Its ultra-wide angle camera performance is mostly on par with its default 12MP, but captures less details in the images it produces. Pictures also appear slightly darker, and edges may come out as smudged in certain conditions. However, if you can look past these minor setbacks, the ultra-wide angle camera works just fine when capturing scenery such as landscapes and so on.
Next up is the Ultra’s telephoto camera which offers up to 10x hybrid optical zoom and 100x digital “Space Zoom”. While not phenomenal, the phone’s optical telephoto capability does exactly as advertised and produces high resolution photos with a good amount of detail preserved. The camera’s autofocus works very well in bright and well lit environments, and its OIS (Optical Image Stabilisation) is a much appreciated feature that helps eliminate heavy shaking when concentrating on a distant subject.
Is a 100x digital zoom necessary? It is one of the Galaxy S20 Ultra’s main selling points after all. However, I personally find it nothing more than just a gimmick. Granted, it is impressive to zoom over 10x but this exceeds its image quality threshold as well. Meaning to say; the further you zoom in, the poorer the image becomes.
Of course, the camera software tries to fix that by smoothening the noise captured in these images in order to preserve certain details. But this method would often result in an oil painting-like effect rather than something that could come off as natural. Another gripe that I have is that this effect is also present in most of the S20 Ultra’s camera modes, and there’s no way to actually disable it – except when shooting in Pro Mode, which limits your zooming capability to only 10X.
In terms of low-light performance, the Ultra’s many cameras does pretty well and the produced images do come out great in most cases. However, one of my main gripes about shooting in this condition with this particular Samsung phone is the autofocusing when utilising its telephoto and video features. The recent aforementioned update may have improved the phone’s AF capabilities for daytime or well lit environments, but it still struggles when there’s less light.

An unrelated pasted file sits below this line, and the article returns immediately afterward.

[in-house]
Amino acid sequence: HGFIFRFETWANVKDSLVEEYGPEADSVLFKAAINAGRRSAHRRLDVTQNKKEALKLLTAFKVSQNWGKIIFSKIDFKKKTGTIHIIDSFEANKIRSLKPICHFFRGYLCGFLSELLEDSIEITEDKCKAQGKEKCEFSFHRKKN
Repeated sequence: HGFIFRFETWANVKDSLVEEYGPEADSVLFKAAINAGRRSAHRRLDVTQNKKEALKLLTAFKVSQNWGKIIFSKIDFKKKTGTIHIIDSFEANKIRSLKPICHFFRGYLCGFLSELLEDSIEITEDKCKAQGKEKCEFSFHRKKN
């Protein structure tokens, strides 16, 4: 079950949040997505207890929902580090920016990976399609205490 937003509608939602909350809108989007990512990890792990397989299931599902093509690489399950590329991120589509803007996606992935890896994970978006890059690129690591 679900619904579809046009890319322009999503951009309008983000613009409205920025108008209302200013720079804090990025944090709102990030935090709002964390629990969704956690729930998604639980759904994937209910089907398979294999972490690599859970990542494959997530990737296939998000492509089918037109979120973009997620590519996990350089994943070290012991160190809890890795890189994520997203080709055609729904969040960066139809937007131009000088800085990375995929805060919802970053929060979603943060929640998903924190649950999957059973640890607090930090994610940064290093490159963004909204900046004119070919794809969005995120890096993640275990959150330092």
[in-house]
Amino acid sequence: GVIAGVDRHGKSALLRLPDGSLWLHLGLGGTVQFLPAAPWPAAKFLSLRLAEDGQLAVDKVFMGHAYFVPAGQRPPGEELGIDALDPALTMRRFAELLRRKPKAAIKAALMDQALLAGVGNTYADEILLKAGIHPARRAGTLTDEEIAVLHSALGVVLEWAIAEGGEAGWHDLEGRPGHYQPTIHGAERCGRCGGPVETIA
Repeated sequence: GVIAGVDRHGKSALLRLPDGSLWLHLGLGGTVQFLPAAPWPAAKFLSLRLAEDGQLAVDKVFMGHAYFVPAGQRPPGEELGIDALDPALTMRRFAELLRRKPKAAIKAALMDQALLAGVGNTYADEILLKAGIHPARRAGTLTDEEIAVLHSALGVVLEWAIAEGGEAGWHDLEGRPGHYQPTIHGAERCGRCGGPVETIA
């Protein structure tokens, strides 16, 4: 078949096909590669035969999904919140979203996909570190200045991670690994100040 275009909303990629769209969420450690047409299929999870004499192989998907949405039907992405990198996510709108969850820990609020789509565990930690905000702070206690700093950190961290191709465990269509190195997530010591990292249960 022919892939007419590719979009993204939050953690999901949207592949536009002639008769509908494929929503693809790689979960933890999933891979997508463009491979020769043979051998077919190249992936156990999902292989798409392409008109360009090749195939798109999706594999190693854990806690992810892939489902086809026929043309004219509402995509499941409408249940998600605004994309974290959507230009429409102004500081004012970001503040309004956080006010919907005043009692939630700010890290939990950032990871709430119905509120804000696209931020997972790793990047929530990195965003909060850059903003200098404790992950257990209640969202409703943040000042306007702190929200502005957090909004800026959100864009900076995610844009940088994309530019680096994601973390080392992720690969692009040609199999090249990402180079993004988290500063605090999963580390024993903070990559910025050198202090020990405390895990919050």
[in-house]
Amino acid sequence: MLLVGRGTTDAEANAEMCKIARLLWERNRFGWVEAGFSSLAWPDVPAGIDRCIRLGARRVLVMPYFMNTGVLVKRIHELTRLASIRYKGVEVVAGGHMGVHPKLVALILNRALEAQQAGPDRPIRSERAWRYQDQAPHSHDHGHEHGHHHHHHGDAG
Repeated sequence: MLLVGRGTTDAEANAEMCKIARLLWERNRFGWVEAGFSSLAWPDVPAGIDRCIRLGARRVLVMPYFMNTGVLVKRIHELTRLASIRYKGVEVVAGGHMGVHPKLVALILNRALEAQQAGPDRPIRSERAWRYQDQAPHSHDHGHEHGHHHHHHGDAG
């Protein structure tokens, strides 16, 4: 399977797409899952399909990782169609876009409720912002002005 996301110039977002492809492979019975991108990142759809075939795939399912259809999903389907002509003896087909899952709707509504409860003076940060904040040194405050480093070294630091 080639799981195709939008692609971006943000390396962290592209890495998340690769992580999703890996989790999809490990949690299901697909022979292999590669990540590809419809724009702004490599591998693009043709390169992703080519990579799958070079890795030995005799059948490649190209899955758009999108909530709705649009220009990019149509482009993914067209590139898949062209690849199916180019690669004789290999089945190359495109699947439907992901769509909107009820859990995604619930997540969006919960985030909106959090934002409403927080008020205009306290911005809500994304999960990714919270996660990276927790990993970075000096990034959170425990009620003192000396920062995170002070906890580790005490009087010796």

In telephoto mode, I find myself constantly tapping on focus points in order to get a sharper image, especially when the camera fails to identify certain subjects to target. Furthermore, there are moments when the camera decides to automatically attempt to refocus again right before I tap the shutter, thus forcing me to repeat what I did earlier.
The S20 Ultra’s habit of refocusing is more apparent when shooting videos in low-light, especially when you have more than one nearby subject in a shot. For instance, I noticed that the camera actually struggled when I filmed a panning shot of a group of friends. Despite moving it left to right very slowly, it goes in and out of focus as it attempts to find relevant subjects to concentrate on – even if they are only a couple of feet away. That said, I rarely encounter this issue when shooting videos of scenery, but this may be a case of “your mileage may vary”.
Remember the smoothing effect I talked about earlier? It’s back with a vengeance when shooting in low-light. As I’ve mentioned before, the main point of this feature is to eliminate as much noise as possible as an attempt to preserve certain detail. This applies to all modes; less when capturing images in full 108MP, varying amounts when using the default setting, ultra-wide and optical telephoto, and an overkill of it when you use the digital zoom.